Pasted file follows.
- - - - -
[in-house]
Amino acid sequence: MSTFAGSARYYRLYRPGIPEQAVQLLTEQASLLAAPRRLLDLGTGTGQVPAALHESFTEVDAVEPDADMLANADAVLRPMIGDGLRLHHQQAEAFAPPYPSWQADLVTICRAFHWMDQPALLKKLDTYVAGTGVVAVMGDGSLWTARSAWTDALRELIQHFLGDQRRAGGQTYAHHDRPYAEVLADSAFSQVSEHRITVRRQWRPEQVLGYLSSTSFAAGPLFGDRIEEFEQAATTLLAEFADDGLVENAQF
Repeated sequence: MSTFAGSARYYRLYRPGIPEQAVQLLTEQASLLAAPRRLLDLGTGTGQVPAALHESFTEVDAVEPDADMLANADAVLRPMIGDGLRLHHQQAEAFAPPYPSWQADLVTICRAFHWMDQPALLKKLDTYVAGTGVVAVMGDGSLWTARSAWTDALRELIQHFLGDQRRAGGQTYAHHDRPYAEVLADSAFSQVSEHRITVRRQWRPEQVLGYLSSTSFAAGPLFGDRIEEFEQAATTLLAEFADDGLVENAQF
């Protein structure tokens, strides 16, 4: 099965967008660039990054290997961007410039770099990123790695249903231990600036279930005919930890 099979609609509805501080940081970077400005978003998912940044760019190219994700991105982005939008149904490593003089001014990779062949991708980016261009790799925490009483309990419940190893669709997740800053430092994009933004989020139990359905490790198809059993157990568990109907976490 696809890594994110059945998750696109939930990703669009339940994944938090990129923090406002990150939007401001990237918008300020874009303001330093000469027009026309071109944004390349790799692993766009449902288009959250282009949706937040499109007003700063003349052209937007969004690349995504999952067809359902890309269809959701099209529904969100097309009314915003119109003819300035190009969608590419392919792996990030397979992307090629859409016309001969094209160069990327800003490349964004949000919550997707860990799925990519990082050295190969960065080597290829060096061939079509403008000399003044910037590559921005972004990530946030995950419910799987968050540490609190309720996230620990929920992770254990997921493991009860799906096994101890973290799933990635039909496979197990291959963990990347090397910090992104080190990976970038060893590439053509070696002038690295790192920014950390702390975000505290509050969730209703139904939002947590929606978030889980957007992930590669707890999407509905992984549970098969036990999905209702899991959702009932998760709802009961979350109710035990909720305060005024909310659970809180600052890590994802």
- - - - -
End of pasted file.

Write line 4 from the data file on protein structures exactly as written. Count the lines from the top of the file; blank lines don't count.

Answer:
């Protein structure tokens, strides 16, 4: 099965967008660039990054290997961007410039770099990123790695249903231990600036279930005919930890 099979609609509805501080940081970077400005978003998912940044760019190219994700991105982005939008149904490593003089001014990779062949991708980016261009790799925490009483309990419940190893669709997740800053430092994009933004989020139990359905490790198809059993157990568990109907976490 696809890594994110059945998750696109939930990703669009339940994944938090990129923090406002990150939007401001990237918008300020874009303001330093000469027009026309071109944004390349790799692993766009449902288009959250282009949706937040499109007003700063003349052209937007969004690349995504999952067809359902890309269809959701099209529904969100097309009314915003119109003819300035190009969608590419392919792996990030397979992307090629859409016309001969094209160069990327800003490349964004949000919550997707860990799925990519990082050295190969960065080597290829060096061939079509403008000399003044910037590559921005972004990530946030995950419910799987968050540490609190309720996230620990929920992770254990997921493991009860799906096994101890973290799933990635039909496979197990291959963990990347090397910090992104080190990976970038060893590439053509070696002038690295790192920014950390702390975000505290509050969730209703139904939002947590929606978030889980957007992930590669707890999407509905992984549970098969036990999905209702899991959702009932998760709802009961979350109710035990909720305060005024909310659970809180600052890590994802």